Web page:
32 11-04-05 31 GLOBAL NETWORK OF ENGINEERING CENTERS Bogota Caracas Abu Dhabi Chennai Bangkok 170 300 1,080 690 160 Shanghai 520 Moderate cost centres provide enhanced competitiveness on projects Staff by Location Aberdeen + Oslo 2,430 Rome 1,120 Zoetermeer + Düsseldorf 580 Kuala- Lumpur 960 Rio 1,520 Houston 2,170 PARIS 3,380 A powerful tool to: Manage fluctuating workloads Mitigate currency exposure

33 11-04-05 32 2.3 Information Technology Control of project data an absolute must. Sharing of data via controlled databases only instead of sending i.e. 20 MB emails to 20 people. Email filling is difficult and expensive, while databases can be maintained after the correct instructions are provided. Also security aspects (access rights can be easily handled )are covered. Companies shall not interfere in each others’ working process, except when it has added value for both parties and on mutual agreed basis only. Cost involved shall be recognized. Exchange of data via a predefined protocols/forms during the project life cycle is an absolute must. It is our vision this shall be one global standard. How companies enter or extract data shall be up to them. Better strategic tool development a must. Better communication between software suppliers and E&C contractors (wants & needs) shall be established. Difficult to share I.T. developments as competition between E&C contractors and competition between software suppliers will remain.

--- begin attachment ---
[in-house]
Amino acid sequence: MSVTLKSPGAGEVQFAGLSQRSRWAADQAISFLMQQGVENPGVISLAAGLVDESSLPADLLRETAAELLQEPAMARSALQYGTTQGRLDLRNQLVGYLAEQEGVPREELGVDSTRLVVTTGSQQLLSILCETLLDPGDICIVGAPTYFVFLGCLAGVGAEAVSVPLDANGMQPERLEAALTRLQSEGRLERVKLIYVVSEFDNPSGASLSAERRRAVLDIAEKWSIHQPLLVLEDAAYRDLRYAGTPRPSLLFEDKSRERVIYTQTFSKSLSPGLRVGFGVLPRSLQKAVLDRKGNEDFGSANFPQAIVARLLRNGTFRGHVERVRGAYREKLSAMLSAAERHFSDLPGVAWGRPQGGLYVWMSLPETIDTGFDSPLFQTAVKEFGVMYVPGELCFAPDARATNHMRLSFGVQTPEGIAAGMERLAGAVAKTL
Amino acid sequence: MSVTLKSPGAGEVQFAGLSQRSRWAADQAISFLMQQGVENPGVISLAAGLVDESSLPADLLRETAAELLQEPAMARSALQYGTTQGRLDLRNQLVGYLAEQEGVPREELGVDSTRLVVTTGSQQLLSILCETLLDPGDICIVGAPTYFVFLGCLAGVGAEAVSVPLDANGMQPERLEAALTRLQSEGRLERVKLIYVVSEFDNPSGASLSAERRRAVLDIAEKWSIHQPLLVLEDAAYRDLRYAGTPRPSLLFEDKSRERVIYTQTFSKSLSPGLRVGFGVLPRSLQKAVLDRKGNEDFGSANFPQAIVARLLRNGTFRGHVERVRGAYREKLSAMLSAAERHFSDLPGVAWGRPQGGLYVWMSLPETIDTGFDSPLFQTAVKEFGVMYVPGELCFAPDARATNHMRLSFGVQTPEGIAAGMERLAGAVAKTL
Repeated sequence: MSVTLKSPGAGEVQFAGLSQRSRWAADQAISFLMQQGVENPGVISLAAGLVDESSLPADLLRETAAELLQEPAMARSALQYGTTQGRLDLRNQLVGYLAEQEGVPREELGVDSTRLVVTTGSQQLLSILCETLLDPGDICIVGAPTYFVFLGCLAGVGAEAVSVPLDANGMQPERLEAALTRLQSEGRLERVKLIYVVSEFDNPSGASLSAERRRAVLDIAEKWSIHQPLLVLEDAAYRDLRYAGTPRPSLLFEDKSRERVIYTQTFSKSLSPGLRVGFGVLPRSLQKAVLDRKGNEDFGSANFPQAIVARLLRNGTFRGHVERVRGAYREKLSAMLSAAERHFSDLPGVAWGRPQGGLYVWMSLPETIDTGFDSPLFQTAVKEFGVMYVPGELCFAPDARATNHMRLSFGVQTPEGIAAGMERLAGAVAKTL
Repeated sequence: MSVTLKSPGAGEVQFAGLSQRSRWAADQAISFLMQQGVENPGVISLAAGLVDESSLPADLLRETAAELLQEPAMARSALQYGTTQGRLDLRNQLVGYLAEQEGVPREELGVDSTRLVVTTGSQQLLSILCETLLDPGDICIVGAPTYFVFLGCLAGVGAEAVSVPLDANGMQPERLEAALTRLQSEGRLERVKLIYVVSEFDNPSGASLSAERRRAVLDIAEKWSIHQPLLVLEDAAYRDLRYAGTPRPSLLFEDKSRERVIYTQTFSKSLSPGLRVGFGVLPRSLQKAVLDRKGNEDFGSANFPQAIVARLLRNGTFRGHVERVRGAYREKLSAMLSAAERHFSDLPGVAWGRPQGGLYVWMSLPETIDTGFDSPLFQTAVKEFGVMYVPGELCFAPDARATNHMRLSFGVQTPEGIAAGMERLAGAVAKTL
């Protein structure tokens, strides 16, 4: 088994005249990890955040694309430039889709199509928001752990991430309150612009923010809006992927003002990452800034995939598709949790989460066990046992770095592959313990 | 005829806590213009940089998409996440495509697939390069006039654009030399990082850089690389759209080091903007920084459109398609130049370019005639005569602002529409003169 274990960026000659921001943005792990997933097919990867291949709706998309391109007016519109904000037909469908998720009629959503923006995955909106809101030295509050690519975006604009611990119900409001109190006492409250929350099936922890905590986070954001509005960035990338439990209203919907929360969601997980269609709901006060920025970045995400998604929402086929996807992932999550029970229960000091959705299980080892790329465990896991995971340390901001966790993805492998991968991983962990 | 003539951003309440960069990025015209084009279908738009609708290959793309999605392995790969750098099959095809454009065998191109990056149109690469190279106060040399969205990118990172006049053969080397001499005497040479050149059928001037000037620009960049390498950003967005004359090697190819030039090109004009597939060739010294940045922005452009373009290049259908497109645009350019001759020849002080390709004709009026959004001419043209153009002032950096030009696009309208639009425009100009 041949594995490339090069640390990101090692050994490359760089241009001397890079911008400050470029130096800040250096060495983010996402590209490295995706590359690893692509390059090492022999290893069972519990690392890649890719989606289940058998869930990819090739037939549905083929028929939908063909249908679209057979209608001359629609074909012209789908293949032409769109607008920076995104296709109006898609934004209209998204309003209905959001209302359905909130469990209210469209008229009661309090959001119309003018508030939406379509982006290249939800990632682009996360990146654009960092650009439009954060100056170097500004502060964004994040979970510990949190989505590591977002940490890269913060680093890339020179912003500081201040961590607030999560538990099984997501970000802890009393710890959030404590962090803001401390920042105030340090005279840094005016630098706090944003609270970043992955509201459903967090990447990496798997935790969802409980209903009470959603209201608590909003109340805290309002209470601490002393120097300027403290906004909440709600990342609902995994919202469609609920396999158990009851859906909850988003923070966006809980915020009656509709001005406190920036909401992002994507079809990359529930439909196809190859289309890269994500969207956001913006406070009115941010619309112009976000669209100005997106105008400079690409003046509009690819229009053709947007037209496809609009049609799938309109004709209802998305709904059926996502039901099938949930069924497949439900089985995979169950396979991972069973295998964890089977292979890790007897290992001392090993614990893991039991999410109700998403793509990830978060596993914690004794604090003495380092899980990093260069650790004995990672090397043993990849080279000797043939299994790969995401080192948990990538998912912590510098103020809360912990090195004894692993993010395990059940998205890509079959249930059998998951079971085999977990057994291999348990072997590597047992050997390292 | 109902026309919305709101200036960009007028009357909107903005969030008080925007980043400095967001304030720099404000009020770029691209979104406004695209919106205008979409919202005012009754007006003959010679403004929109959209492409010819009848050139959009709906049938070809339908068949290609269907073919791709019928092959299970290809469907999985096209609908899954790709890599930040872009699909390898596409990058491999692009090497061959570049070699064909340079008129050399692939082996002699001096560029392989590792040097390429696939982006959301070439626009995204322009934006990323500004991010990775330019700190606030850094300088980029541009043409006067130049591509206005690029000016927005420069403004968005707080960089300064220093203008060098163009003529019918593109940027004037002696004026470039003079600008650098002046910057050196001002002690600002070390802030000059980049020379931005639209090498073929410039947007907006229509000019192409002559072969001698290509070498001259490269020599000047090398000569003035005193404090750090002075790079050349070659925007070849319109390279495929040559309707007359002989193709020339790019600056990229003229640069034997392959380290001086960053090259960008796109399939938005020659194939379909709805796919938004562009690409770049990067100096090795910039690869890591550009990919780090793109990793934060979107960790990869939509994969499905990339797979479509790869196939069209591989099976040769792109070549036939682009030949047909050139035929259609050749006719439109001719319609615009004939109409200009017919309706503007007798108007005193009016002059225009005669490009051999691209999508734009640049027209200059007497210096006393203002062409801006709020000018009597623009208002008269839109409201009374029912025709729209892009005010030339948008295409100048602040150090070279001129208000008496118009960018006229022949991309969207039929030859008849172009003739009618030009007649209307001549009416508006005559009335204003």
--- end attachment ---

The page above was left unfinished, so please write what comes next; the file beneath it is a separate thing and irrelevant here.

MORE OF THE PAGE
34 11-04-05 33 2.4 Rules, Regulations & Quality Requirements Limit the adoption of more rules and regulations. The positive affect of the old ones is still subject to debate….. Clients/Plant owners to accept E&C and equipment suppliers standards instead of imposing their own. It safes money for all participants in the chain when doing so. Authority and HSE requirements are of course an obligation for all parties involved. Of course shall each plant be safe, ensure health of all involved and have as less as possible impact on the environment. Generating tons of additional paper will not lead to the desired results. Technip promotes besides modern tools the traditional working processes like combined P&ID reviews, combined HAZOP studies, combined Model reviews. Training and education for all involved shall secure a safe plant design. Involvement of notified bodies has not increased safety either quality, but early involvement a must to avoid surprises later on by opinion engineering. In order to achieve the desired quality level of goods, ordered with low cost suppliers, the quality control need proper attention from both expediting and quality control at the supplier premises. This is achieved by the Technip Group by using expediting and inspection power available within the group at the locations needed. The tool is used for this.